Name Change

The woman’s eyes are holding our gaze with something approaching pity.

We are in a tent, there is a crystal ball between us and her. She looks beautiful in a dressed-up sort of way: as if instead of glittery turbans and colourful patchwork skirts, she is used to wearing cashmere loungewear or dresses from Alexander McQueen, as if she put on hoop earrings and jangly bracelets today to better fit into our idea of what she ought to look like. We tell her this to see how she reacts. We think that she will either frown, or laugh and shrug, or give us an enigmatic smile. She goes for the smile, and it is almost a reply – revealing her two rows of very straight, white, perfect little teeth, not a hint of the crooked yellow that ought to go with her costume. When she asks us why we are here, her voice is not raspy but gentle and halting, like the voice of a talking deer. We tell her that we are looking for our new name. That try as we might, we can not find it. That our therapist is stumped.

We ask if she has some way of helping us locate it.

She inclines her head with a cervine tilt that is almost a nod. She does not ask any of the questions our therapist did. (Why do you feel the need to change it? What do you think is wrong with your old one?) Just for that, we feel a sudden rush of love for this stranger. We love her for not knowing anything about us, our history, our past, other than the fact that we are sitting before her now, with a very specific problem. We also feel like she is someone who knows more about the need for change than anyone else we’ve ever tried to tell about these things before, though we are not sure why we think this. Then the woman says: Have you always shared just the one name between you? We nod, slowly. She nods too, even slower. Maybe that is the problem, she says, maybe it’s time that you each had your own.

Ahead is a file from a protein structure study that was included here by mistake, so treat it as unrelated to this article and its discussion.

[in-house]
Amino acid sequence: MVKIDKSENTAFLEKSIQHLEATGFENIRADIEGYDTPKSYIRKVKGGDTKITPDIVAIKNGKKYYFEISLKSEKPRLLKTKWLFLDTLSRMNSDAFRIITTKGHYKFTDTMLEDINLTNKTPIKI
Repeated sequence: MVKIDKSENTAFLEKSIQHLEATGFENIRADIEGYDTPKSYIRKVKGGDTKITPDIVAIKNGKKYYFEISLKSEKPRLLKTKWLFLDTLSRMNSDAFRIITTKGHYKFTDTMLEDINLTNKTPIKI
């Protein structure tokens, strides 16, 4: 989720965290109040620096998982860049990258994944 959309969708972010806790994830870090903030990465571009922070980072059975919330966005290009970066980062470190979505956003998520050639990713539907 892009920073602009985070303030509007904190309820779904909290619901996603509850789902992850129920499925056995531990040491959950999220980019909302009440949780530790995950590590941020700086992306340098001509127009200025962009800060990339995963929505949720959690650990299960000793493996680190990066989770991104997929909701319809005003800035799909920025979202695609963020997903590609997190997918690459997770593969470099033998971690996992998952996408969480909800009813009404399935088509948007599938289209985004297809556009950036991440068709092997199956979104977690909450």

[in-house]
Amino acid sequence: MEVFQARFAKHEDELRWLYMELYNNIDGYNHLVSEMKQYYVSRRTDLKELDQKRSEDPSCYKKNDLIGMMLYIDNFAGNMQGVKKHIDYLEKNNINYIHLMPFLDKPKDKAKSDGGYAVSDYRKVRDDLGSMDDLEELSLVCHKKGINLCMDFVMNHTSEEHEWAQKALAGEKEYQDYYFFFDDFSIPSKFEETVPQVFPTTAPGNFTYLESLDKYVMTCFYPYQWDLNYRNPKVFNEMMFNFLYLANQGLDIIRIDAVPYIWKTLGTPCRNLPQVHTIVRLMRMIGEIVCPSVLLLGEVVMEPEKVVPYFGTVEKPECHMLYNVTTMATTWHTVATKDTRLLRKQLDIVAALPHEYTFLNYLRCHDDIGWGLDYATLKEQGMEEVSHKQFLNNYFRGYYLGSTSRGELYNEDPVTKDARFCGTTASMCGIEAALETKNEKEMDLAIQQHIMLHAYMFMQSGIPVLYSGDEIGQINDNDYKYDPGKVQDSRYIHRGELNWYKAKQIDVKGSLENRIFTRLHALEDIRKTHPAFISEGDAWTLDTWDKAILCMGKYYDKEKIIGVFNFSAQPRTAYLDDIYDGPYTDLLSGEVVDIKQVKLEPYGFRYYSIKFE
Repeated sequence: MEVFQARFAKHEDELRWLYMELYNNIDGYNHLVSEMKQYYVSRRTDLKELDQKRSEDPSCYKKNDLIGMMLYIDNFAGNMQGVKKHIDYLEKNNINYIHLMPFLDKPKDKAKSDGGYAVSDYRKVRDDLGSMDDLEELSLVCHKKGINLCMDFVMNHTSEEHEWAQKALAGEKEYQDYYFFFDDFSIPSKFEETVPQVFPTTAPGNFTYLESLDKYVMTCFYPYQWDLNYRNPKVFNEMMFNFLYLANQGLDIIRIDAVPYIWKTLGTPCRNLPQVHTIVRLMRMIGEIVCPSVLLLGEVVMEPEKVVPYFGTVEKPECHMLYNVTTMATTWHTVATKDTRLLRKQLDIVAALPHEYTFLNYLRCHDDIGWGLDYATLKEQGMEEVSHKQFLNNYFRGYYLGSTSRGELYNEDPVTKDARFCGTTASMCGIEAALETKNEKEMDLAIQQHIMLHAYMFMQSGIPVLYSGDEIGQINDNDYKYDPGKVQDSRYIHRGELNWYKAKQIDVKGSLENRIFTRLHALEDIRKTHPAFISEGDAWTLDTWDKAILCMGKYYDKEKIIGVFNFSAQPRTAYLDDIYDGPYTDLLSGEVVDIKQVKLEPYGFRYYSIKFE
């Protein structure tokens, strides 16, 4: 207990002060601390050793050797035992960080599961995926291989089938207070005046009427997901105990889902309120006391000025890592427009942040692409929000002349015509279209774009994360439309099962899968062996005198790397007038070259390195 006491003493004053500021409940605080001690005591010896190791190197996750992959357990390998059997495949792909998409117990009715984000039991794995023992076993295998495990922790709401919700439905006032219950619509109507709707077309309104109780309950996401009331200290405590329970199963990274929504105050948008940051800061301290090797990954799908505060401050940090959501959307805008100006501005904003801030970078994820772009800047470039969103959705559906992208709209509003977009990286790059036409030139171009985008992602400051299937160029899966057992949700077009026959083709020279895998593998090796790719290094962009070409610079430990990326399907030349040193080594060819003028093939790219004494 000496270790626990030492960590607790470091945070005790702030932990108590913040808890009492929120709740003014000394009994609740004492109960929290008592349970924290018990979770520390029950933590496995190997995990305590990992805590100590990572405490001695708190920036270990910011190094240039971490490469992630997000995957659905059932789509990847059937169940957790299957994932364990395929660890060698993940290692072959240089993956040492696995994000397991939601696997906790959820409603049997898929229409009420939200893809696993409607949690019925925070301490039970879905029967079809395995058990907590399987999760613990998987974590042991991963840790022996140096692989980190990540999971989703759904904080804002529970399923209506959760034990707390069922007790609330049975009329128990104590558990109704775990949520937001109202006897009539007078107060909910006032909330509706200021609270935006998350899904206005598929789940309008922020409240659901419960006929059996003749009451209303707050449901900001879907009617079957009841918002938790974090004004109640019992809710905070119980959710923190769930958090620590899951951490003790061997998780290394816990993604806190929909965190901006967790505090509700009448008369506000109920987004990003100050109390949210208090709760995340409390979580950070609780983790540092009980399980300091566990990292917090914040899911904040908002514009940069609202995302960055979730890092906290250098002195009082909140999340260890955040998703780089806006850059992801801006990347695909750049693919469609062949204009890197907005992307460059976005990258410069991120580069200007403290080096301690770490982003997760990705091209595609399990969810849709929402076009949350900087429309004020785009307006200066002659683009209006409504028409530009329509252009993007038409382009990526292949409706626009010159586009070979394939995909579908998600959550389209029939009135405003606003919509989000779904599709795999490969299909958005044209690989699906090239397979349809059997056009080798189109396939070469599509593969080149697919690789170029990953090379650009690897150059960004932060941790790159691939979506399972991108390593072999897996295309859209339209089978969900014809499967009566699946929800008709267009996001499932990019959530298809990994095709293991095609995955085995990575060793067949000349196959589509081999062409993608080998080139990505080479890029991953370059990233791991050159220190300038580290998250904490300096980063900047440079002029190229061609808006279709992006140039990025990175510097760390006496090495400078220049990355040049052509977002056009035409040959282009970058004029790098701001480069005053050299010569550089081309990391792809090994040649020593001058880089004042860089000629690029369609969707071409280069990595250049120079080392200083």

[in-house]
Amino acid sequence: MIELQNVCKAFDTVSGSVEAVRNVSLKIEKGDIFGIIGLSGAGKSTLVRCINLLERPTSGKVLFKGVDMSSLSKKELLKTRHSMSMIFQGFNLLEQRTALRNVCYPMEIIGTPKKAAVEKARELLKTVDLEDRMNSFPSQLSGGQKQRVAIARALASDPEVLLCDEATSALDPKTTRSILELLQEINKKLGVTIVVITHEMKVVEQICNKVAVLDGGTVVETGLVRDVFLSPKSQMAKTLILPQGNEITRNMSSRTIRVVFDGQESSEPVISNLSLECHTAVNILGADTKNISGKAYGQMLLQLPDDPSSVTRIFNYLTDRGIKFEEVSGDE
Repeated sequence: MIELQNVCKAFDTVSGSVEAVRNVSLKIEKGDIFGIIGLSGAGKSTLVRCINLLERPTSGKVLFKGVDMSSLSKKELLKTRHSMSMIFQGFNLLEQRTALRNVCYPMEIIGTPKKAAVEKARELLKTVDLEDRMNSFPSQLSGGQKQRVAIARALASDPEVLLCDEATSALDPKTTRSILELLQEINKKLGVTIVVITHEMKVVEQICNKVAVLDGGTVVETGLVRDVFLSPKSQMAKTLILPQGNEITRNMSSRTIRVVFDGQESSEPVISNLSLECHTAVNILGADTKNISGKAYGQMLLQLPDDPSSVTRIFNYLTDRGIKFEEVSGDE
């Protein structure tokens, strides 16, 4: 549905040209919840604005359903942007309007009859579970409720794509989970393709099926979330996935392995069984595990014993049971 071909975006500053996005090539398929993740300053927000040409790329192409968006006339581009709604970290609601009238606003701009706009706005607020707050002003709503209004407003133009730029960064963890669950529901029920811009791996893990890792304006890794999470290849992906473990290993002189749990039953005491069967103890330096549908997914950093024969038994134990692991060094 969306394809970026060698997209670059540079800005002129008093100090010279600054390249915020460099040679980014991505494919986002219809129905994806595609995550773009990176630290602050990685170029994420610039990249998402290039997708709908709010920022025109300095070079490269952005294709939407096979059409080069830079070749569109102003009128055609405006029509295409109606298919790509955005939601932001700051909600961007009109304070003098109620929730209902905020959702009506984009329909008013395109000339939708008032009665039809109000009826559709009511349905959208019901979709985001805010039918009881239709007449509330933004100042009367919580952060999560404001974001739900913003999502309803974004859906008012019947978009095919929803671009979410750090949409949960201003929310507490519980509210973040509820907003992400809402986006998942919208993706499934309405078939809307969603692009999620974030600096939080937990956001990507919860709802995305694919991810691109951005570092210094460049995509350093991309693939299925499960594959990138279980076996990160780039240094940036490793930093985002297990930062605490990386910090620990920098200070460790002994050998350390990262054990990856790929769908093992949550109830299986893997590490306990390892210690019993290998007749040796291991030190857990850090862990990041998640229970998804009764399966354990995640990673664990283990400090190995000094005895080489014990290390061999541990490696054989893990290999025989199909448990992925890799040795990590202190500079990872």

We stare at her, open-mouthed. We feel the disquieting truth of her words in the quickening of our heartbeat. The woman takes a quill and ink bottle out of the table drawer. She writes something on a piece of paper. We are reading it upside down, but we can tell that what she is writing is our current name, the one we are trying to get rid of.

How on earth she knows it, how she could have possibly guessed it, is completely beyond us.

We are becoming more impressed with her by the minute, on the verge of falling in love. She takes the piece of paper and rips it in two, then waves both halves over us and lets go. They catch fire in the air and float back down on the table, two little birds of ash. She takes a fresh piece of paper, again rips it in half, scoops up one pile of ash with each half. Thenshe blows on both of them very gently, as if trying to blow out the world’s tiniest candles. The ash starts to move around on each piece of paper. We are holding our breath as the ash whirls itself into curlicues, beautiful, miniscule letters, grey against white.

And then, for the first time in my life, I read my name.

Just as you read yours.

There is the faintest sound, as if a mirror is shattering in the distance.

I look at you.

You look at me.

I laugh. I laugh, and laugh and you watch me, just quietly grinning.

I’ve never laughed on my own before.

I tear my eyes away from your face, which is no longer just a mirror of mine. I want to say, thank you, to the woman.

But she has disappeared.

Laura Theis
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